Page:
top of page
  • Writer's pictureDr. Zimski

Managing Dry Eye: A Guide to Treatments

woman using eye drops

As an ophthalmologist specializing in treating dry eye, I often encounter patients who are frustrated with the care they have received by other eye doctors. I see patients whose symptoms persist despite having tried multiple treatments. Unfortunately, the treatment of dry eye is complex, and since it’s a chronic condition, it requires long term treatment. My goal is to help you understand effective management strategies for dry eye, empowering you to find the care you need. 

I like to think of treating dry eye as putting pieces of a puzzle together, and if one piece is missing, it just doesn’t work. Breaking it down by treatment strategies is helpful.  

Managing Dry Eye Syndrome Effectively

Effective management of dry eye syndrome involves a combination of lifestyle changes, home care routines, prescription medications and in-office treatments. Here are my strategies for helping my patients.

Controlling Inflammation is Key

Inflammation of the ocular surface is a cycle, as inflammation may be the cause of dry eye or may result from chronic hyperosmolar damage (when the tears have an increased concentration of salt).  Steroid eye drops, Xiidra, Cequa, Vevye, Restasis, Omega-3 fatty acids, autologous serum tears and IPL all help to reduce inflammation. 

Unplug the Meibomian Glands

When these glands become blocked, it is essential to unplug them so that they can start producing oil again.  Lid hygiene, warm compresses, Omega-3 fatty acids, lid margin debridement and doxycycline are mainstays of therapy.  While these treatments are helpful, often they are not enough.  Intense pulsed light (IPL), followed by heated expression, is one of the most effective treatments for unplugging meibomian.  If there is scar tissue inside the gland, probing of the meibomian glands with Maskin probes is highly effective. Treating Demodex is also very important. I have been very impressed and seen amazing results using XDEMVY. 

Increase Lubrication

Increasing lubrication decreases hyperosmolar stress (makes the tears less salty), decreases inflammation and helps improve symptoms. There are several ways to increase lubrication including punctal plugs, artificial tears, Miebo, and Tyrvaya.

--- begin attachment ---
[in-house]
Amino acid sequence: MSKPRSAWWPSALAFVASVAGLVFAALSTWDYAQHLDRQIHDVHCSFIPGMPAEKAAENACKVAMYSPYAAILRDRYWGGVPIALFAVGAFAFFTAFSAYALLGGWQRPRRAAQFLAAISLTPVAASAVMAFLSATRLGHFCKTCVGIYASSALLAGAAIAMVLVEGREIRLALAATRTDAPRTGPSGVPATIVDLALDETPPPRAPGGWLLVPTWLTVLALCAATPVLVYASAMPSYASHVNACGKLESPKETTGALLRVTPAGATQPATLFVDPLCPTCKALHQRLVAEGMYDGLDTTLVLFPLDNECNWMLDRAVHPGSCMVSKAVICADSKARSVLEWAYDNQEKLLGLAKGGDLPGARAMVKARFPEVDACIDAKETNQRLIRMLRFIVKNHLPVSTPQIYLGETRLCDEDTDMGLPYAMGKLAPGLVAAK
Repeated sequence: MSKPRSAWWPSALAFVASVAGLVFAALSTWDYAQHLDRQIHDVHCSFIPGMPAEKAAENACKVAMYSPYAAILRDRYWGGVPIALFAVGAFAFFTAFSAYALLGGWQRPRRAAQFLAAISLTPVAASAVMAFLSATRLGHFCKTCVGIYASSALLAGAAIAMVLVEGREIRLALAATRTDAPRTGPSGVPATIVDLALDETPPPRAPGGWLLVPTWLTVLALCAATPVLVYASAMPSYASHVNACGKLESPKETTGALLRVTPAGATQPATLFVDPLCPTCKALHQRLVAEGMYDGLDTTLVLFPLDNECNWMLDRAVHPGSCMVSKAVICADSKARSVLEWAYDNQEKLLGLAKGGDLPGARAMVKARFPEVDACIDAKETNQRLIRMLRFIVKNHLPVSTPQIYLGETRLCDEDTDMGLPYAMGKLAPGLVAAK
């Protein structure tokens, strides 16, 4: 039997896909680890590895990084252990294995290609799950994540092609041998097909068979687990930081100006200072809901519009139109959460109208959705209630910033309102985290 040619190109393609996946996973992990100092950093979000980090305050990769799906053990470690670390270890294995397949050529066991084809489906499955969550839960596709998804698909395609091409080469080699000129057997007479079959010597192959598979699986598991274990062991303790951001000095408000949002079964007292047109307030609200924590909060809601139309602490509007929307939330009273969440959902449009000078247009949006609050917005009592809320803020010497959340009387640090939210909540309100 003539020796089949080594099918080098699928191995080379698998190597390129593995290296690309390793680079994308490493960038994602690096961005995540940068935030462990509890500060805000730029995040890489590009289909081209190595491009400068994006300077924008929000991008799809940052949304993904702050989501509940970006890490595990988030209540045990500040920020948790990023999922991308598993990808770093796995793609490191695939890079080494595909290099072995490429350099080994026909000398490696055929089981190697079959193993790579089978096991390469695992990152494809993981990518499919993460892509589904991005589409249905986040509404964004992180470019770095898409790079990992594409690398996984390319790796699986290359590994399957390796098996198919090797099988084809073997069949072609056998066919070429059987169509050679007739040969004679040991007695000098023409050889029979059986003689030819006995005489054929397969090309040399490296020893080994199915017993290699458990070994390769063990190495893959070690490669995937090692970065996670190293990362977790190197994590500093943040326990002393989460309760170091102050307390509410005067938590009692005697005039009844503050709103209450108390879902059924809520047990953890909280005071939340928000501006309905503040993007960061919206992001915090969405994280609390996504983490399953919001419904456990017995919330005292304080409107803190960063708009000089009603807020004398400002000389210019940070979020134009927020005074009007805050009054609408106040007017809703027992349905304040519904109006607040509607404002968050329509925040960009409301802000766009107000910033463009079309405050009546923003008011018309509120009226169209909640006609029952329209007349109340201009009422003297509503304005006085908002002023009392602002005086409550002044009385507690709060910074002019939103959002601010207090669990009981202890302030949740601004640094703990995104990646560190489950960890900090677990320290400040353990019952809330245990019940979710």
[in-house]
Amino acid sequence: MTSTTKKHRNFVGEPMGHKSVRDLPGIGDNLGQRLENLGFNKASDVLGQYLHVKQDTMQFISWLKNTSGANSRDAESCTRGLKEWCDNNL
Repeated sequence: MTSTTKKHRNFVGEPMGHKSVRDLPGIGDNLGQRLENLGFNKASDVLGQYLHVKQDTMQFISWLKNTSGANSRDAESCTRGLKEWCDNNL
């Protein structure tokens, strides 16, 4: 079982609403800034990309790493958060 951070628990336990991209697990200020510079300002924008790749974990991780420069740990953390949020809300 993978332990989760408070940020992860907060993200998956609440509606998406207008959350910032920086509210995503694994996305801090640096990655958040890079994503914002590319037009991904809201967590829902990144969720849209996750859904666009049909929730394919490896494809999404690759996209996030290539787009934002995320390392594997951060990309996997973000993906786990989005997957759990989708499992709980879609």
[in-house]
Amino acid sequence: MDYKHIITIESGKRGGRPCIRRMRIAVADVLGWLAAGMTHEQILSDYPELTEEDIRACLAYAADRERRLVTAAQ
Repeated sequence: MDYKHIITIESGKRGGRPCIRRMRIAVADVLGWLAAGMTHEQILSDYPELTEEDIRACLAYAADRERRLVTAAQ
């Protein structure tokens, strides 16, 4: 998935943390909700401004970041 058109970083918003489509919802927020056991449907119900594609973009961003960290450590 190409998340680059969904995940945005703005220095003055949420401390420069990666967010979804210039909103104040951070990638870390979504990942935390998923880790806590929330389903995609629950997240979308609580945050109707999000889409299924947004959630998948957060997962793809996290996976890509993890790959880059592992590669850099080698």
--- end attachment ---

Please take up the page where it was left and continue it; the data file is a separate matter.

Make Simple Lifestyle Modifications

Using a humidifier to add moisture to the air, avoiding exposure to smoke, air vents and windy environments improve comfort. Moisture goggles can also be very effective. Blinking exercises help to increase tear production when on digital devices for long periods of time.

eye irritation

Addressing Nerve Damage

Lastly, pain can persist even after the surface of the eye is healed because of nerve damage, which is known as corneal neuralgia (or neuropathic eye pain). Treatments include autologous serum tears, amniotic membranes (stay tuned for more information about the new cryopreserved amniotic membrane that is comfortable, CAM 360), lyrica, Oxervate, gabapentin and low-dose naltrexone.

And Most Importantly, Don’t Lose Hope

While this all sounds like a lot, and it is, treating your dry eye will improve your quality of life.  I always take a stepwise approach to avoid overwhelming patients, and to figure out what works best for them. Listening, caring and encouragement are just as important as new pharmaceuticals and cutting edge technology.  

It is essential to have a good relationship with your ophthalmologist as I truly believe communication is the key to success. 

If you experience mild dry eye symptoms, lifestyle changes may be enough to provide relief. If your symptoms are more severe, Dr. Lauren Zimski is a trusted Denver-area doctor you can depend on for customized treatment plans. 

Schedule an appointment online or call 303-863-1231. First, take a few minutes to fill out our SPEED questionnaire and we’ll get in touch.

questionnaire and we’ll get in touch.


bottom of page